Marcene Mitchell, Senior Vice President for Climate Change, World Wildlife Fund: “The new commitments rolled out by the Administration are a strong complement to this year’s package of the most meaningful package of climate legislation in the country’s history. It’s a powerful signal from the United States on its commitment to climate action. The climate crisis is a knot that ties together a host of problems that are each difficult on their own but worsened by a warming planet. Today’s announcements rightly target some of the most stubborn sticking points: methane emissions, climate resilience, equity, and finance. The proposed rule for procurement requirements that would require the largest federal contractors to have emissions reduction targets validated by the Science Based Targets Initiative (SBTi) is particularly powerful. The purchasing power of the federal government is an influential lever that can drive the marketplace toward greater emissions reductions and climate action. WWF stands ready to work with the President and Special Envoy John Kerry, to achieve a successful COP27 outcome and speed climate action moving forward.” [Statement, 11/11/22]

Tom Steyer, Co-Executive Chair, Galvanize Climate Solutions: “Climate risk IS economic risk. Great to see the Biden administration take this step. As climate disasters occur with greater frequency and intensity, protecting supply chains from climate risks will be essential to protecting the American economy.” [Tweet, 11/10/22]

Dr. Ayana Elizabeth Johnson, Co-Founder, Urban Ocean Lab: “This is a big deal. Bravo Biden Administration.👏🏽” [Tweet, 11/10/22]

Center for Climate and Energy Solutions: “The @WHCEQ announcement that USG will require federal suppliers to disclose supply chain emissions is a crucial 1st step to curb emissions. As US businesses track & reduce emissions they’ll set the bar to compete in the global low-carbon economy.” [Tweet, 11/10/22]

The Climate Group: “We’re excited to see @POTUS announce new climate policies at #COP27. Each of these policies addresses global areas of need. Methane emissions reductions and a sustainable federal supply chain are a “strong foundation for durable, resilient economic growth.” [Tweet, 11/11/22]

Simon Fischweicher, Head of Corporations and Supply Chains, CDP North America: “Environmental impact must be a top priority for all powerful economic actors in their decision-making going forward. Just like any large corporation, the U.S. government needs quality data from suppliers to see the full picture of its environmental impact. The Federal Supplier Climate Risks and Resilience Rule will follow the model that CDP pioneered in our sustainable supply chain work, demonstrating the power of procurement by ensuring that federal suppliers disclose vital environmental data and set ambitious decarbonization targets. This will give the White House a comprehensive picture of environmental risks as well as opportunities for sustainable action. Moreover, this disclosure data will be useful in informing the Justice40 implementation, helping all companies, municipal governments and investors make greener, more equitable, smarter decisions about where to invest capital.” [Statement, 11/11/22]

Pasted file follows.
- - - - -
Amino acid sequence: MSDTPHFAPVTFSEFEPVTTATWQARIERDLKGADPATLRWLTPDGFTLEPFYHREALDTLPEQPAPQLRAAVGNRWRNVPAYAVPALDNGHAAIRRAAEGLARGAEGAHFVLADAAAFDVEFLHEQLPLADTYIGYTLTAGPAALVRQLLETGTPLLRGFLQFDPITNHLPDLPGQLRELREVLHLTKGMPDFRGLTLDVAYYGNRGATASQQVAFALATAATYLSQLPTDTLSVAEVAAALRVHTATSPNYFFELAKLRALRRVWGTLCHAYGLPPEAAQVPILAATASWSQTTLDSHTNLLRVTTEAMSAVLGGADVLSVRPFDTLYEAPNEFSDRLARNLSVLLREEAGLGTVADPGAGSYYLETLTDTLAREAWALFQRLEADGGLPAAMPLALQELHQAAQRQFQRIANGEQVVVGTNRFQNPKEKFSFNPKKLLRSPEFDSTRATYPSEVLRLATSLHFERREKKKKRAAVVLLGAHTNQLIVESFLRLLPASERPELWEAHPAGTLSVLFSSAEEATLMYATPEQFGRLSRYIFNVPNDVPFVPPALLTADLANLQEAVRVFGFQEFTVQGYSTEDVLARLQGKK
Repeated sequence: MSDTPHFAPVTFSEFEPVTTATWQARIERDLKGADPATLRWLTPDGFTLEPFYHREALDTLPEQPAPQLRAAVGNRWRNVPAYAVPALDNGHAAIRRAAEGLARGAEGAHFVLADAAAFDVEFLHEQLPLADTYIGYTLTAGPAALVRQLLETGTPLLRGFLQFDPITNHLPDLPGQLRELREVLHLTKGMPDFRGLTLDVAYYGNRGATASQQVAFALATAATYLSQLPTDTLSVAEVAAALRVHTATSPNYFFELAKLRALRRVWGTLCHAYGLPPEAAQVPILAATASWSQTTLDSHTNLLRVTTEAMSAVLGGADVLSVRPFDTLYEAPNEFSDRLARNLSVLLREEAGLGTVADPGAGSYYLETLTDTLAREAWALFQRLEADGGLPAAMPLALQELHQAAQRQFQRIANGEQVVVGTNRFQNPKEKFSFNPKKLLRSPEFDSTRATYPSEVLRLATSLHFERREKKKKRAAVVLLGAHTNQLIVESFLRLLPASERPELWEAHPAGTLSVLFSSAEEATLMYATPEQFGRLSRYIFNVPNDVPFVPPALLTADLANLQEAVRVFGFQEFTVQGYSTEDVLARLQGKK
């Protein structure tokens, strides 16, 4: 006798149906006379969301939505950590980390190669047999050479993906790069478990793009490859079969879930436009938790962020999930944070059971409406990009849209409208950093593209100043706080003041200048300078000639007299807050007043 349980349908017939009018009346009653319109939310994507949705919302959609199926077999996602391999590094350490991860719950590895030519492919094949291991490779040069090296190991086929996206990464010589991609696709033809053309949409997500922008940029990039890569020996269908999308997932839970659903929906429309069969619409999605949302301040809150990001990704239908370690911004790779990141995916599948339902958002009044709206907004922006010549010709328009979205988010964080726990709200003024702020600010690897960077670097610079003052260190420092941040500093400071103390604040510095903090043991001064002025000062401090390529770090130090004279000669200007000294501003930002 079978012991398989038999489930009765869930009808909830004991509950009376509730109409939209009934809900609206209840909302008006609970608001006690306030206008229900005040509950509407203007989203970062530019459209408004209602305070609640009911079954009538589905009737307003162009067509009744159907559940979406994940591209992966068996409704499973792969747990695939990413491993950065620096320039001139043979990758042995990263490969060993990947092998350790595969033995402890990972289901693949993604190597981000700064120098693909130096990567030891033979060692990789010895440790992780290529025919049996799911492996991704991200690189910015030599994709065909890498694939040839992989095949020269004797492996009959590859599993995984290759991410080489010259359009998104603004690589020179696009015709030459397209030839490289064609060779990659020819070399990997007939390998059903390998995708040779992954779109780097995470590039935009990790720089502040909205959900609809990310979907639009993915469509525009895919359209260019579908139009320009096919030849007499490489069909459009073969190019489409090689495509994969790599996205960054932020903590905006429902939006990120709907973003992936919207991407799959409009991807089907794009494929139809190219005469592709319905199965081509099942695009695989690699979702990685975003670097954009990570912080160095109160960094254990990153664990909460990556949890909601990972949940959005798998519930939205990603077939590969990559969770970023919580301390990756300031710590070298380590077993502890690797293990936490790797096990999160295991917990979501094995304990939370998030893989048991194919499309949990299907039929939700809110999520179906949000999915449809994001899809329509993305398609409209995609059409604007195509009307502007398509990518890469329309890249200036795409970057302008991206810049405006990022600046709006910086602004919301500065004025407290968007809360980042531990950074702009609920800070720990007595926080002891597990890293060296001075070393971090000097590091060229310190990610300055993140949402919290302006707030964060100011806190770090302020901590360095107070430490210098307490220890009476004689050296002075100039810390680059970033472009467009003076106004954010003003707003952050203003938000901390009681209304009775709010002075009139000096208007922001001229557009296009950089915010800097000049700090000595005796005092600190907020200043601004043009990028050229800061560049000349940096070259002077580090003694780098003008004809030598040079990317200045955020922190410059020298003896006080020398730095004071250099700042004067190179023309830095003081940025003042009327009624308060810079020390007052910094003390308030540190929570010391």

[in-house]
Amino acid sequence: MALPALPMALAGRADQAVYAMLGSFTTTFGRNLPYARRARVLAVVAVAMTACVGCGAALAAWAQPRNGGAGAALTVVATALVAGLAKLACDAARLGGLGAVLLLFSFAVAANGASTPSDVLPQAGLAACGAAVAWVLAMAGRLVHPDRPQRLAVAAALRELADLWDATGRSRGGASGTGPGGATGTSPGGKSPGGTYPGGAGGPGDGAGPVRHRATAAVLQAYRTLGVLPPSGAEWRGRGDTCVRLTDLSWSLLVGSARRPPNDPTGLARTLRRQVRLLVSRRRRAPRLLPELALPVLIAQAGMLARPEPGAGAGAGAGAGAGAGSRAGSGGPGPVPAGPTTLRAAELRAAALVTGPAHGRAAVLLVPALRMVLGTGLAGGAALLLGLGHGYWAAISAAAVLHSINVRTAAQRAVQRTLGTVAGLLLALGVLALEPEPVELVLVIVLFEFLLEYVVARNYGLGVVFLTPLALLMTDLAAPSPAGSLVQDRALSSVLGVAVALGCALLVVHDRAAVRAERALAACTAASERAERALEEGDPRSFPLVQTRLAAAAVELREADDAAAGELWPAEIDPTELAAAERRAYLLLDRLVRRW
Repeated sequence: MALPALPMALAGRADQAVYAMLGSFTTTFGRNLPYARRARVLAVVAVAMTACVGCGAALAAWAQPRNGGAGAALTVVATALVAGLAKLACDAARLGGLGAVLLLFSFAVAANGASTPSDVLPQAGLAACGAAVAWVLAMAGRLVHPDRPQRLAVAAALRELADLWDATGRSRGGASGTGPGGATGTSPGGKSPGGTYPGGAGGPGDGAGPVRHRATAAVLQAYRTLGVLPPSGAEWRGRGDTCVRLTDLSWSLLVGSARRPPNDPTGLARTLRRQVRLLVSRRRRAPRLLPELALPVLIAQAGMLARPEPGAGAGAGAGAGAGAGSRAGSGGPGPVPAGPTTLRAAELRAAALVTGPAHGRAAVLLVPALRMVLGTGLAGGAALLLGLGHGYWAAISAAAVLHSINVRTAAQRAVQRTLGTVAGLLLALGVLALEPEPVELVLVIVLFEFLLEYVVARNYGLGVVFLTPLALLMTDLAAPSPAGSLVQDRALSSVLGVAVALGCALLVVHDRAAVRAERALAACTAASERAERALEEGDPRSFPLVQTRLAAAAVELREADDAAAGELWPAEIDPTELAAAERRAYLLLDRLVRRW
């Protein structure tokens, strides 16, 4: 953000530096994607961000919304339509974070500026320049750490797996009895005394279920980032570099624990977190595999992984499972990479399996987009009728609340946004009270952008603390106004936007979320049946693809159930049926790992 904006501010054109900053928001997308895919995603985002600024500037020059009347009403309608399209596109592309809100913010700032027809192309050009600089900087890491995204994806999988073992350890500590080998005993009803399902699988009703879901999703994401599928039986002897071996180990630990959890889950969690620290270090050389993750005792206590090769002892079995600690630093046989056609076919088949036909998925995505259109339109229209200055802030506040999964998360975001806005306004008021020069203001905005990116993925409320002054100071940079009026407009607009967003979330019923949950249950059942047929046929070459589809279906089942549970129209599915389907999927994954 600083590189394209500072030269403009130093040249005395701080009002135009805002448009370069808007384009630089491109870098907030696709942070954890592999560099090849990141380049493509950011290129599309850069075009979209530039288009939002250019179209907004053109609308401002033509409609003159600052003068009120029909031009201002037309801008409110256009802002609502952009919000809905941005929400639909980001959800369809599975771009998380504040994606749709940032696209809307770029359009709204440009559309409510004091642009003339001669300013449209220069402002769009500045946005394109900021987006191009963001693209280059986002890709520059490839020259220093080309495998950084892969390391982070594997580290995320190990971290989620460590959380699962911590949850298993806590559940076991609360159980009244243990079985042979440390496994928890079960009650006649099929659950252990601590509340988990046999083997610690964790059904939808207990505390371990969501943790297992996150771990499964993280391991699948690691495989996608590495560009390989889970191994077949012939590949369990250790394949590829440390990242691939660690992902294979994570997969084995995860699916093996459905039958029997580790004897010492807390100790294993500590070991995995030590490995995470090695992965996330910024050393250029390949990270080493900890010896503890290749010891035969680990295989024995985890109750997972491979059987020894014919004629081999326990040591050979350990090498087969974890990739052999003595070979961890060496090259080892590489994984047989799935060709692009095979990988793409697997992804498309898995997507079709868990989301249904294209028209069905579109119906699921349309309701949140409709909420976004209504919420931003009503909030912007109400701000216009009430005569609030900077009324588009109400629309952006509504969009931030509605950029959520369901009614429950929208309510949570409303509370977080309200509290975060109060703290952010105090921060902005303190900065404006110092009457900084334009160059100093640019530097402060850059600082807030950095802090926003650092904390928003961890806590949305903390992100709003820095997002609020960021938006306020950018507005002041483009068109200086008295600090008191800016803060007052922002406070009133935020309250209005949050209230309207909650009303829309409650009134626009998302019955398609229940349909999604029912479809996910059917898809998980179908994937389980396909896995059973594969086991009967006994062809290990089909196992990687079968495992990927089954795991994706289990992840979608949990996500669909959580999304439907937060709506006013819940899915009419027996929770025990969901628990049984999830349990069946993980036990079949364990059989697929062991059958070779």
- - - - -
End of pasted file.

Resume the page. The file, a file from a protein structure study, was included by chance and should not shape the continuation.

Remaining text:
Luiz Amaral, CEO, Science Based Targets initiative: “We are seeing a wave of exciting announcements form countries worldwide: Norwegian state-owned companies must set science-based targets, UK firms must commit to net-zero to win government contracts. Now, the Federal Government – the world’s largest purchaser – has taken a bold step to align its value chain with science-based decarbonization. The impact of these game-changing developments cannot be overstated. I am looking forward to working tirelessly to help turn this wave of proposals into a tsunami of climate action.” [Statement, 11/11/22]

Pankaj Bhatia, Global Director, Greenhouse Gas Protocol: “This proposed rule adds rigor and transparency to the U.S. government’s efforts to drive down emissions. It also raises the bar for other governments and businesses to leverage their influence and opportunities across the supply chains to advance ambitious climate goals. The administration’s adoption of GHG Protocol’s Scope 3 Standard for major Federal contractors demonstrates that evaluating supply chain emissions is strategic and critical for facilitating emissions reductions. Scope 3 emissions account for an average of three-quarters of a company’s emissions. Last year, more than 3,300 companies reported Scope 3 emissions in the public CDP dataset. With this proposed rule, the Administration is providing a valuable model for other stakeholders as it becomes increasingly important for governments and corporations to provide visibility into their climate risks and resilience across their supply chains.” [Statement, 11/10/22]

Martin O’Malley, Former Governor of Maryland and Smart Governance Advisor: “Great stuff. Good for Biden, good for the planet, good for our kids and grandkids.” [Tweet, 11/10/22]

Third Way: “Yesterday @POTUS announced historic action to address #GHG emissions by making the US the first national government to require suppliers to set #ParisAgreement-aligned emissions reduction goals. As the world’s single largest buyer of goods & services, the federal gov faces significant financial risks & supply chain disruptions from #climatechange. But there is also great opportunity to use the power of federal purchasing to address the climate crisis. Upon implementation, this rule would strengthen domestic supply chains & reduce climate risk by requiring major federal contractors to publicly disclose #GHG emissions & climate-related financial risks, while also setting science-based emissions reduction targets. The Federal Supplier Climate Risks and Resilience Rule would cover approx. 85% of emissions associated w/ the fed supply chain & add to the larger fed strategy to disclose, manage & mitigate systemic risks that #climatechange poses to US families, businesses & economy. This is yet another ambitious step taken by @WhiteHouseCSO, that along with the #BuyClean Initiative, will drive meaningful progress towards our #industrialdecarbonization and broader climate goals.” [Tweets, 11/11/22]